Eye For Film >> Movies >> Hollywood Homicide (2003) Film Review
Reviewed by: Angus Wolfe Murray
When it comes to criticism, there is no justice. The usual complaint of cop movies is that they are formulaic and the characters are cut-outs. The problem with Hollywood Homicide is that it's not formulaic and the characters have a life outside their work.
Why's that a problem? A rap band is gunned down back stage in a club. LAPD detectives Joe Gavilan (Harrison Ford) and KC Calden (Josh Hartnett) arrive at the scene. There are clues - a pool of urine, a diamond earring and footprints in blood - but no obvious motive. Prime suspect, for reasons that are not made plain, is Antoine Sartain (Isaiah Washington), the owner of the dead singers' record label.
Instead of staying on the case, writer/director Ron Shelton delves into the lives of Joe and KC, which are complicated in a less than fascinating way. Joe moonshines as a real estate agent, so that he's always on the lookout for clients, even when on police business. He's had three wives, which means the alimony bills are high, and a new liaison with a radio psychic, called Ruby (Lena Olin), whose ex is a cop (Bruce Greenwood), now working for Internal Affairs.
KC can't shoot straight. He's into yoga, Tantra and even takes a class of nubile ladies, all of whom are in love with him. He doesn't want to be a cop at all. He wants to be an actor and carries around a copy of A Streetcar Named Desire, from which he rehearses lines for the performance he's going to be giving in a special one-night-only show for producers and casting directors. He's more serious about this than he is about who killed the rappers.
Ford plays it for laughs and he's not a comedian. Hartnett doesn't have to do much except be tall, lean and those things that girls like. The chemistry between them doesn't work, because the age difference is too obvious and it matters. Joe has been there, done that and should have retired. KC hasn't been there, doesn't want to go and shouldn't be wearing a badge.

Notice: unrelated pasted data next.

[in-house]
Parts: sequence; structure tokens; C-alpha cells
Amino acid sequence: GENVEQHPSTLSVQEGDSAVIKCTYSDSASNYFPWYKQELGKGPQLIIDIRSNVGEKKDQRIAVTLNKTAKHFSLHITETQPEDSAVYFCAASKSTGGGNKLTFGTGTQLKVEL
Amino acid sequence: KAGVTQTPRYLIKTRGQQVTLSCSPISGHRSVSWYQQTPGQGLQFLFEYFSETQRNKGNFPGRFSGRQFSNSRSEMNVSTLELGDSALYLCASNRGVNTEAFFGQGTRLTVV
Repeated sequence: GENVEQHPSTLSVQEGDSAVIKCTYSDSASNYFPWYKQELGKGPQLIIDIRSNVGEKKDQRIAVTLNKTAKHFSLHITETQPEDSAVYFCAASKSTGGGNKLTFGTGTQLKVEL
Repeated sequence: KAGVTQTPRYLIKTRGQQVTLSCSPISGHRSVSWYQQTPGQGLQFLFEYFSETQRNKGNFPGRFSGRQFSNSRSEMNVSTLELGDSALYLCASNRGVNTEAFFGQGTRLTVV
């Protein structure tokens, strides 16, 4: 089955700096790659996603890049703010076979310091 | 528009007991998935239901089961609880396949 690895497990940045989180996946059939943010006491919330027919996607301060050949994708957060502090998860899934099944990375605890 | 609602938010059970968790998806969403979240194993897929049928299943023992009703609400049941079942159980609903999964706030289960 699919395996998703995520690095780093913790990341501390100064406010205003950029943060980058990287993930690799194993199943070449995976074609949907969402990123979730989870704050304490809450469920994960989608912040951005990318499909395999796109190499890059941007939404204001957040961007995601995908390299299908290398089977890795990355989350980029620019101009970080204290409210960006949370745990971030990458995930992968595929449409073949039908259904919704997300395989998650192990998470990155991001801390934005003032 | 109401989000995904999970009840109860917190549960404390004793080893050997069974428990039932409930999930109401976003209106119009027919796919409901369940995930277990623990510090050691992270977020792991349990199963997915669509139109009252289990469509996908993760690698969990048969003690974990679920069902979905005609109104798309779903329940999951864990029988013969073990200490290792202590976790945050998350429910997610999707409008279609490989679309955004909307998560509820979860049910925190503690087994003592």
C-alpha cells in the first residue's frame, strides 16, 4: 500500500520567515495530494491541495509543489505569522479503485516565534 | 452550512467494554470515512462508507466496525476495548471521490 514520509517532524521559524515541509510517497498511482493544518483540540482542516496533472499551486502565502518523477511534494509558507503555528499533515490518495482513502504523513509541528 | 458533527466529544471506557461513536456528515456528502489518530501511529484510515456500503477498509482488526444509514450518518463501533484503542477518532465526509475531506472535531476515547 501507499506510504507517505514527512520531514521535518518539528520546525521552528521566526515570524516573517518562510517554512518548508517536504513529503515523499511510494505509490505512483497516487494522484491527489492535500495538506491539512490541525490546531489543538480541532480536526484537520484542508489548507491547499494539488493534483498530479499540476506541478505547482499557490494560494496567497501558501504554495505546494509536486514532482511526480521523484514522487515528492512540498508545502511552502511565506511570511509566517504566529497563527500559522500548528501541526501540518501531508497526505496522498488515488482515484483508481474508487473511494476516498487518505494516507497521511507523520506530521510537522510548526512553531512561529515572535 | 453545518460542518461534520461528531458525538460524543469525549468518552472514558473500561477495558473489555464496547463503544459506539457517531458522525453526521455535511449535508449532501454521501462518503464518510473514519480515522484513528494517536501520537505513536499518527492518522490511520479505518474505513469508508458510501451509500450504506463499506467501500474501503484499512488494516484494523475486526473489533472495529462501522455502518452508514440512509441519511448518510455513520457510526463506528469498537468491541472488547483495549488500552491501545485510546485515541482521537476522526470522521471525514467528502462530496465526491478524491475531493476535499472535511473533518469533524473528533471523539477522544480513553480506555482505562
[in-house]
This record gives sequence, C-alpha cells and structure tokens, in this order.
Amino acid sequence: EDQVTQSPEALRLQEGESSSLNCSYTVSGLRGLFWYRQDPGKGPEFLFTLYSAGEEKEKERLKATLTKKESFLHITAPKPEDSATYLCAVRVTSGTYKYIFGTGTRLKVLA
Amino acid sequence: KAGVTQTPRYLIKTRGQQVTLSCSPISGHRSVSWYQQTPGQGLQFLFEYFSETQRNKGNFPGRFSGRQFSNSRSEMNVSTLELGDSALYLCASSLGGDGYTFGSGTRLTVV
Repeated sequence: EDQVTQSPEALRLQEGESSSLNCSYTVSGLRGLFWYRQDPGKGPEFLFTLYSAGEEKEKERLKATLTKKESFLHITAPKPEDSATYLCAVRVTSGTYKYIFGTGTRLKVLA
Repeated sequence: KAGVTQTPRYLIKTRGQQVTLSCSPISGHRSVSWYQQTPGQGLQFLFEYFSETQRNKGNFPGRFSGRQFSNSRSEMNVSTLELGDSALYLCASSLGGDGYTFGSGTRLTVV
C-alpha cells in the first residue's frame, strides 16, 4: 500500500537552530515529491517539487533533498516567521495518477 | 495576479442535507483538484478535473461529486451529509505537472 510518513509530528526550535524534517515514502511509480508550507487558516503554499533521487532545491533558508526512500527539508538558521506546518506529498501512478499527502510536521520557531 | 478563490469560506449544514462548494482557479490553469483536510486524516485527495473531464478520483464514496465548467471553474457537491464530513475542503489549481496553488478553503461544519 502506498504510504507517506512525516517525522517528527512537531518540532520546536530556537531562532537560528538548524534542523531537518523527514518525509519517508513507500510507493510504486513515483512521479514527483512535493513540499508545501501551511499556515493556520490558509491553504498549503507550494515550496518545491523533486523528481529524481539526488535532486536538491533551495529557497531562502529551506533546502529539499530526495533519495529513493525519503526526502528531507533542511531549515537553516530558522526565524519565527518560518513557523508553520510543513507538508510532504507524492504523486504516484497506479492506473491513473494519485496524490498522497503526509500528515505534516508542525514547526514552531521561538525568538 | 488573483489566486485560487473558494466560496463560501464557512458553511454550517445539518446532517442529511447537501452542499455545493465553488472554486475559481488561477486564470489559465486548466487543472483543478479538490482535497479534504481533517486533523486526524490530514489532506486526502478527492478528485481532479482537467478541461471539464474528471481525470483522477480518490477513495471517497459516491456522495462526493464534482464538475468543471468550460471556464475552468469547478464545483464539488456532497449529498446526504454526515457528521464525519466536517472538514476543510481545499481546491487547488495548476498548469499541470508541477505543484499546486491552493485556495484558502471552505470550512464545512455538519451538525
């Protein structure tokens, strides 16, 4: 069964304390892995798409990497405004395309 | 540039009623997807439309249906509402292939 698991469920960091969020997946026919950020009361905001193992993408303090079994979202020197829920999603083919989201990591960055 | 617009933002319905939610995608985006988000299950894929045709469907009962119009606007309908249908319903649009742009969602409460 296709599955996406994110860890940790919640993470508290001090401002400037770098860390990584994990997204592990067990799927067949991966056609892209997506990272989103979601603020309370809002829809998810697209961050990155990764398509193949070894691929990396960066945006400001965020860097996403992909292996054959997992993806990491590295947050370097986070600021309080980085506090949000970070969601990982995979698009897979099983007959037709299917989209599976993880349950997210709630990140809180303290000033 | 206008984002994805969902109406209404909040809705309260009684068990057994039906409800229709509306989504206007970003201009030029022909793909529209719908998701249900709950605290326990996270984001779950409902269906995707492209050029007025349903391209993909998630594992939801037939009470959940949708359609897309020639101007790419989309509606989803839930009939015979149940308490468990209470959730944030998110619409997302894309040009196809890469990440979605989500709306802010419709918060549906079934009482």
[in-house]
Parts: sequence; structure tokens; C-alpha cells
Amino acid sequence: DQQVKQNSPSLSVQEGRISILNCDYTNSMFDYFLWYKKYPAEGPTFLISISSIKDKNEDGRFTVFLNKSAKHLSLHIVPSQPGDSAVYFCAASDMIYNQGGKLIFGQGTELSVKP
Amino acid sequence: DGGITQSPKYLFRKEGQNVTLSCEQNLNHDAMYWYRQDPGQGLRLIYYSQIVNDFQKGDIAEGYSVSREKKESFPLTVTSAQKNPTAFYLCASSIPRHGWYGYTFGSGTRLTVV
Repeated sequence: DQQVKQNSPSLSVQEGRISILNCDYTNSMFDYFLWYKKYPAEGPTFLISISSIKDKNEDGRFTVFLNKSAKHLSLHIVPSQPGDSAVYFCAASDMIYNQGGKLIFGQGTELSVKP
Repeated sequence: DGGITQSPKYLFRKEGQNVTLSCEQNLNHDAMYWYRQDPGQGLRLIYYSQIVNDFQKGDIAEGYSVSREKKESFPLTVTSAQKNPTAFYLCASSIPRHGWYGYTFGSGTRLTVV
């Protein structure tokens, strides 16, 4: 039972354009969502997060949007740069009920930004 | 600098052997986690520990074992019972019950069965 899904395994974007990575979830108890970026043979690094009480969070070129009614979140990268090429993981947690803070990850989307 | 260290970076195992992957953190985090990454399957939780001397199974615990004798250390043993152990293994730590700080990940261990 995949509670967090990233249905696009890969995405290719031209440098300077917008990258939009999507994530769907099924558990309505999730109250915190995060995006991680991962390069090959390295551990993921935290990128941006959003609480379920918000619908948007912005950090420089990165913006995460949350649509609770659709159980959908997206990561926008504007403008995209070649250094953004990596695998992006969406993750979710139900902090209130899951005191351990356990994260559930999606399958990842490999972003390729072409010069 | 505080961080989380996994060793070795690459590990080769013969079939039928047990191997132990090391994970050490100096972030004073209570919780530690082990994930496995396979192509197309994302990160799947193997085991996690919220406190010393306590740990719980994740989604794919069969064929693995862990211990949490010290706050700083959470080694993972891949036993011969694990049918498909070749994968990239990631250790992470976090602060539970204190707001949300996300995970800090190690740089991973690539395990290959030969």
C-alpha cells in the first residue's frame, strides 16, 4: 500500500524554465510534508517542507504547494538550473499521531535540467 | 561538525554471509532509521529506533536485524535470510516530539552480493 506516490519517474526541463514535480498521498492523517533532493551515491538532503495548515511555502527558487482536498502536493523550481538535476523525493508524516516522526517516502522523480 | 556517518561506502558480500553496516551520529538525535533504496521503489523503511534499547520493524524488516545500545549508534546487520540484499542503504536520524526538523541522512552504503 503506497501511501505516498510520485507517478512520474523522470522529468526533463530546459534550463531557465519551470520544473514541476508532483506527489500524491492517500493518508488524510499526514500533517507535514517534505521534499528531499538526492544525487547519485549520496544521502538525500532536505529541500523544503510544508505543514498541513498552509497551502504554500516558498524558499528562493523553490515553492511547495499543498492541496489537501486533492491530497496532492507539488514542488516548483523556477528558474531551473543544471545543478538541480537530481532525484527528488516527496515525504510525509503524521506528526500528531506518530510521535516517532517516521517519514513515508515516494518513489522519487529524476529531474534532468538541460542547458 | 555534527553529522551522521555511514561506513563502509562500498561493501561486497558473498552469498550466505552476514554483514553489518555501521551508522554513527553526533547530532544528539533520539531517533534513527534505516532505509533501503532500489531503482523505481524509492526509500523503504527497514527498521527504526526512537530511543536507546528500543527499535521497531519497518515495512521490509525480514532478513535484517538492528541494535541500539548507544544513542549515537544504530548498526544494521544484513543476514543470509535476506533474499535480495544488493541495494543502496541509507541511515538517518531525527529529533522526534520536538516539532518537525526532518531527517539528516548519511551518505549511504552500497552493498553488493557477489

Because of a multitude of sub-plots, the main one gets overlooked, until suddenly there's a car chase, or guns go off. Interest in the murder fades to nothing, which leaves Joe and Ruby (Viagra jokes), Joe and Internal Affairs (more fun), KC and Streetcar (a pain), KC and girls (innocent and quite charming). The best of the bad guys is an ex-cop who was involved in KC's dad's death - another sub-plot. What's interesting is that he's played by country singer Dwight Yoakam, who acts everyone else off the screen.
The only person who makes fun of being old and gets away with it is Clint Eastwood. It doesn't look convincing when Ford tries, because it's not coming from him, it's coming from the script. He's better as Jack Ryan in the formulaic Tom Clancy thrillers, which brings the argument full circle.
Building cardboard cut-outs into flesh-and-blood characters is a worthy endeavour, but Joe as the ageing Lothario and KC as the young stud doesn't do it. They should have stayed on the case and been better at the day job.
Who needs a private life when it's such a mess?Reviewed on: 29 Aug 2003